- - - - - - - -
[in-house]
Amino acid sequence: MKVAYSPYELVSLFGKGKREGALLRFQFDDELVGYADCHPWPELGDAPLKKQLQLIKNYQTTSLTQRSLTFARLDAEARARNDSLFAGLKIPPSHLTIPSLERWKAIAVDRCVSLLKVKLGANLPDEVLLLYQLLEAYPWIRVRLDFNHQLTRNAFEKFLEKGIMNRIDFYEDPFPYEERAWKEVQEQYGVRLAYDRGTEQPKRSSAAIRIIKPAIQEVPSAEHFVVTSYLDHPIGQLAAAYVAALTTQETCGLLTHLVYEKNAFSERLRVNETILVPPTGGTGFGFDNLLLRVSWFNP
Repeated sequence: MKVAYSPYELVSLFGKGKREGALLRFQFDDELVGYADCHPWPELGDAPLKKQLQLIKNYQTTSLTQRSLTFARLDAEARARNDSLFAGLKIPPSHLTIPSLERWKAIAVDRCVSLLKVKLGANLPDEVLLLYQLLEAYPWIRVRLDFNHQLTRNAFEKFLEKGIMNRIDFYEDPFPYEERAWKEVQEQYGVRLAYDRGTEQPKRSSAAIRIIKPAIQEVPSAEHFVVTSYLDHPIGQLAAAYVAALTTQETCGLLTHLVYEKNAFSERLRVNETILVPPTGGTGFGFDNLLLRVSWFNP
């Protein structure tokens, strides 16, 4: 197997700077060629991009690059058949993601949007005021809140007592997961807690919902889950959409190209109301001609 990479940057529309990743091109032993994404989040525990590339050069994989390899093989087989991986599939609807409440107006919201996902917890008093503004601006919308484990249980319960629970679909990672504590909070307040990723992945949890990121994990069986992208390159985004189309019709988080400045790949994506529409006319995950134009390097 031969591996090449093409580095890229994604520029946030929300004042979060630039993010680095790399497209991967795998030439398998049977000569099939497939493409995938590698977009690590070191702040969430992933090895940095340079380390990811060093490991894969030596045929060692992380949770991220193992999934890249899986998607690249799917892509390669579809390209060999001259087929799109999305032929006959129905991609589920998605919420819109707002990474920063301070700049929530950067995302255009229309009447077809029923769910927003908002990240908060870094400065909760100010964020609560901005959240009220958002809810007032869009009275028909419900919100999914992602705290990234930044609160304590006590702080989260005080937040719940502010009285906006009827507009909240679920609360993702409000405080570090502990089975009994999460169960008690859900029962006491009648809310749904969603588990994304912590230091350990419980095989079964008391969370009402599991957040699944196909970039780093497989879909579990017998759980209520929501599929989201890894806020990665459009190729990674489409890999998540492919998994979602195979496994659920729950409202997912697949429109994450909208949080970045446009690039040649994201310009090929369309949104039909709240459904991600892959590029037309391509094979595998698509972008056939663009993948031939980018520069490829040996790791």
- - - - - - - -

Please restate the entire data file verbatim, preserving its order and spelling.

[in-house]
Amino acid sequence: MKVAYSPYELVSLFGKGKREGALLRFQFDDELVGYADCHPWPELGDAPLKKQLQLIKNYQTTSLTQRSLTFARLDAEARARNDSLFAGLKIPPSHLTIPSLERWKAIAVDRCVSLLKVKLGANLPDEVLLLYQLLEAYPWIRVRLDFNHQLTRNAFEKFLEKGIMNRIDFYEDPFPYEERAWKEVQEQYGVRLAYDRGTEQPKRSSAAIRIIKPAIQEVPSAEHFVVTSYLDHPIGQLAAAYVAALTTQETCGLLTHLVYEKNAFSERLRVNETILVPPTGGTGFGFDNLLLRVSWFNP
Repeated sequence: MKVAYSPYELVSLFGKGKREGALLRFQFDDELVGYADCHPWPELGDAPLKKQLQLIKNYQTTSLTQRSLTFARLDAEARARNDSLFAGLKIPPSHLTIPSLERWKAIAVDRCVSLLKVKLGANLPDEVLLLYQLLEAYPWIRVRLDFNHQLTRNAFEKFLEKGIMNRIDFYEDPFPYEERAWKEVQEQYGVRLAYDRGTEQPKRSSAAIRIIKPAIQEVPSAEHFVVTSYLDHPIGQLAAAYVAALTTQETCGLLTHLVYEKNAFSERLRVNETILVPPTGGTGFGFDNLLLRVSWFNP
């Protein structure tokens, strides 16, 4: 197997700077060629991009690059058949993601949007005021809140007592997961807690919902889950959409190209109301001609 990479940057529309990743091109032993994404989040525990590339050069994989390899093989087989991986599939609807409440107006919201996902917890008093503004601006919308484990249980319960629970679909990672504590909070307040990723992945949890990121994990069986992208390159985004189309019709988080400045790949994506529409006319995950134009390097 031969591996090449093409580095890229994604520029946030929300004042979060630039993010680095790399497209991967795998030439398998049977000569099939497939493409995938590698977009690590070191702040969430992933090895940095340079380390990811060093490991894969030596045929060692992380949770991220193992999934890249899986998607690249799917892509390669579809390209060999001259087929799109999305032929006959129905991609589920998605919420819109707002990474920063301070700049929530950067995302255009229309009447077809029923769910927003908002990240908060870094400065909760100010964020609560901005959240009220958002809810007032869009009275028909419900919100999914992602705290990234930044609160304590006590702080989260005080937040719940502010009285906006009827507009909240679920609360993702409000405080570090502990089975009994999460169960008690859900029962006491009648809310749904969603588990994304912590230091350990419980095989079964008391969370009402599991957040699944196909970039780093497989879909579990017998759980209520929501599929989201890894806020990665459009190729990674489409890999998540492919998994979602195979496994659920729950409202997912697949429109994450909208949080970045446009690039040649994201310009090929369309949104039909709240459904991600892959590029037309391509094979595998698509972008056939663009993948031939980018520069490829040996790791």